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Home ▸ Catalog ▸ |Judean & Biblical Coins| ▸ |Biblical Coins| ▸ |30 Pieces of Silver||View Options:  |  |  | 

Judas' 30 Pieces of Silver - Matthew 26:14-15

"Then one of the 12, called Judas Iscariot, went unto the chief priests, and said unto them, 'What will ye give me, and I will deliver him unto you?' And they covenanted with him for 30 pieces of silver." -- Matthew 26:14-15. Shekels of Tyre were the only currency accepted at the Jerusalem Temple and are the most likely coinage with which Judas was paid for the betrayal of Christ. The silver shekels and half-shekels of Tyre were minted from c. 126 B.C. until c. 57 A.D. Any coin minted prior to 34 A.D. may have circulated in Jerusalem during Jesus' lifetime.

Jerusalem or Tyre, 18 - 19 A.D., Judas' 30 Pieces of Silver, Lifetime of Christ

|30| |Pieces| |of| |Silver|, |Jerusalem| |or| |Tyre,| |18| |-| |19| |A.D.,| |Judas'| |30| |Pieces| |of| |Silver,| |Lifetime| |of| |Christ||shekel|
Judas' 30 Pieces of Silver
"Then one of the 12, called Judas Iscariot, went unto the chief priests, and said unto them, 'What will ye give me, and I will deliver him unto you?' And they covenanted with him for 30 pieces of silver." Matthew 26:14-15. Shekels of Tyre were the only currency accepted at the Jerusalem Temple and are the most likely coinage with which Judas was paid for the betrayal of Christ.

The Temple Tax Coin
"..go to the sea and cast a hook, and take up the fish that first cometh up; and when thou has opened his mouth, thou shalt find a piece of money: that take, and give unto them [the temple tax collectors] for me and thee." Since the tax was one half shekel per man the coin would have to be a shekel to pay the tax for both Jesus and Peter. Matthew 17:24-27
SL96054. Silver shekel, RPC Online I 4657 (8 spec.); BMC Phoenicia p. 248, 199; Rouvier 2103; Cohen DCA 920; HGC 10 357, NGC Ch XF, strike 4/5, surface 2/5 (5769683-005), weight 12.58 g, maximum diameter 25 mm, die axis 0o, Jerusalem or Tyre mint, lifetime of Christ, 18 - 19 A.D.; obverse laureate head of Melqart (Herakles) right, Nemean Lion's skin knotted around neck; reverse TYPOY IEPAΣ KAI AΣYΛOY (of Tyre the holy and inviolable), eagle left, wings closed, right talon on ship's ram, transverse palm frond on far side, Phoenician letter bet between legs, PM∆ (year 144) and club left, KP over monogram right; NGC| Lookup; $3150.00 SALE |PRICE| $2800.00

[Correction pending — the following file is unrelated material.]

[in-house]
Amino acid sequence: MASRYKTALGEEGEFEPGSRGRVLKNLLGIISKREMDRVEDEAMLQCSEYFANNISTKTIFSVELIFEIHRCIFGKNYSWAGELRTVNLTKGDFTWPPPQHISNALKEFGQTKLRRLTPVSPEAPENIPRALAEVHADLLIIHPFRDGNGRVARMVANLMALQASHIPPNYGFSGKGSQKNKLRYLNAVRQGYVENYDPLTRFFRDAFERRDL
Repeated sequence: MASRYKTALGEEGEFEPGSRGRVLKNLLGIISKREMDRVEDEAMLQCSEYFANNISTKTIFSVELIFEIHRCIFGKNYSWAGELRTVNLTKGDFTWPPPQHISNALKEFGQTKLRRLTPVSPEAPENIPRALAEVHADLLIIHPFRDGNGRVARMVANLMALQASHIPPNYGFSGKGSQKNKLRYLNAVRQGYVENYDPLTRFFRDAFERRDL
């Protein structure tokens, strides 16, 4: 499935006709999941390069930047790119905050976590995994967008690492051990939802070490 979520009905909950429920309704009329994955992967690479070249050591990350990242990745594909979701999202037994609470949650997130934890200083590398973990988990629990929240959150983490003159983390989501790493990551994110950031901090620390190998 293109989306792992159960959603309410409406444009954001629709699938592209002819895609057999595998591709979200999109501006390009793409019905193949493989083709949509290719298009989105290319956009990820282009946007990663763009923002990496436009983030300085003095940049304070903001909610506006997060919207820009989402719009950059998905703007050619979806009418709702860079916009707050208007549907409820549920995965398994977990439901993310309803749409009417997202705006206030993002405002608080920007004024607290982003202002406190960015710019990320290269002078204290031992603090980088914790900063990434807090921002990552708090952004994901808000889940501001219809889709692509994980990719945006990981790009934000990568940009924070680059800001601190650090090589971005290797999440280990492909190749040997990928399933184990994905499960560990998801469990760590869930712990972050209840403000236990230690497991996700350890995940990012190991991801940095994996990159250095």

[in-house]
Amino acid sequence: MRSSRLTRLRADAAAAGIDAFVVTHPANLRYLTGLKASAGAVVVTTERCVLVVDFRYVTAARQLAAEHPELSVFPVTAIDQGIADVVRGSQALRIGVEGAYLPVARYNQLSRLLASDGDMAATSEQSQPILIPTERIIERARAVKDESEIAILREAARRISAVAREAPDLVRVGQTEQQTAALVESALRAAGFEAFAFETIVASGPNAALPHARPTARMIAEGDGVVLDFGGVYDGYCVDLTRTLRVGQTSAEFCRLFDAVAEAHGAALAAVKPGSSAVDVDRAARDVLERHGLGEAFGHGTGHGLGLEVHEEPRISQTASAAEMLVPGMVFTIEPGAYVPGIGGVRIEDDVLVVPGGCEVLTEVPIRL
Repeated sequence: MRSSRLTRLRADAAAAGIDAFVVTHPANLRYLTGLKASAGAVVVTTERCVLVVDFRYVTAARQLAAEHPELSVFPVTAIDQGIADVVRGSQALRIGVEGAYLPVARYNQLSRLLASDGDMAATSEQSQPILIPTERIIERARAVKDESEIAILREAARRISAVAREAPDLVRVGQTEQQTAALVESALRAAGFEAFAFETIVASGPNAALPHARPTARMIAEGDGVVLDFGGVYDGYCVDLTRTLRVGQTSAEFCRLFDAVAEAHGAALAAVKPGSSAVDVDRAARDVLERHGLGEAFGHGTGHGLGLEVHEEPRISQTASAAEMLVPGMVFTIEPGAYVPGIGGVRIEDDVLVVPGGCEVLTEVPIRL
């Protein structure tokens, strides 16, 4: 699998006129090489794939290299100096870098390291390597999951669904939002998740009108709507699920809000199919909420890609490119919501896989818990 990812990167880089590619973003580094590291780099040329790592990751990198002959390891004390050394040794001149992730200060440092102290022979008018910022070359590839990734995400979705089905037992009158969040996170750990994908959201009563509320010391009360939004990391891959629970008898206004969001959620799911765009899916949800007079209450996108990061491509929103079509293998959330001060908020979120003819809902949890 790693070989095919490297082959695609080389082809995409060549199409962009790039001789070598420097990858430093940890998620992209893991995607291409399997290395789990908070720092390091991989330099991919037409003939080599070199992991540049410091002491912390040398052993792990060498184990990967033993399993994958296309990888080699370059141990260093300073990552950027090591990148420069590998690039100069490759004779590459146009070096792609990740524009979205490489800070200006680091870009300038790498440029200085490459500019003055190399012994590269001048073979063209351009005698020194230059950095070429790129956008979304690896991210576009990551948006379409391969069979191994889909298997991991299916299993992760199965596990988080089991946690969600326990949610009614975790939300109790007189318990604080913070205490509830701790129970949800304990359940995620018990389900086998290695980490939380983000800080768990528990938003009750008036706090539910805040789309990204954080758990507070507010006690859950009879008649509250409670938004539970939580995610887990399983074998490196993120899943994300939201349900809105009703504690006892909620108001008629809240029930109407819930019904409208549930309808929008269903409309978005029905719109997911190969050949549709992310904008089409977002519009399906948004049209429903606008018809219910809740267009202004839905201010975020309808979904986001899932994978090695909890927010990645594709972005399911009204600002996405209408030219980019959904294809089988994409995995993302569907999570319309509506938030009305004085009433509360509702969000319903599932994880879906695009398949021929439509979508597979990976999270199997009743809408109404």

Tyre, Phoenicia, 78 - 77 B.C., Judas' 30 Pieces of Silver

|30| |Pieces| |of| |Silver|, |Tyre,| |Phoenicia,| |78| |-| |77| |B.C.,| |Judas'| |30| |Pieces| |of| |Silver||shekel|
Judas' 30 Pieces of Silver
"Then one of the 12, called Judas Iscariot, went unto the chief priests, and said unto them, 'What will ye give me, and I will deliver him unto you?' And they covenanted with him for 30 pieces of silver." Matthew 26:14-15. Shekels of Tyre were the only currency accepted at the Jerusalem Temple and are the most likely coinage with which Judas was paid for the betrayal of Christ.

The Temple Tax Coin
"..go to the sea and cast a hook, and take up the fish that first cometh up; and when thou has opened his mouth, thou shalt find a piece of money: that take, and give unto them [the temple tax collectors] for me and thee." Since the tax was one half shekel per man the coin would have to be a shekel to pay the tax for both Jesus and Peter. Matthew 17:24-27
SL95986. Silver shekel, BMC Phoenicia p. 243, 141; Cohen DCA 919/49; HGC 10 357; SNG Cop -, NGC Ch AU, strike 4/5, surface 3/5 (5770405-008), weight 14.330 g, maximum diameter 28.6 mm, die axis 0o, Tyre mint, 78 - 77 B.C.; obverse laureate head of Melqart right, lion's skin knotted around neck; reverse TYPOY IEPAΣ KAI AΣYΛOY (of Tyre the holy and inviolable), eagle left, right foot on ship's ram, palm frond under wing, date ΘM (year 49) over club left, ∆ right, Aramaic letter bet between legs; from the Errett Bishop Collection; NGC| Lookup; $3000.00 SALE |PRICE| $2700.00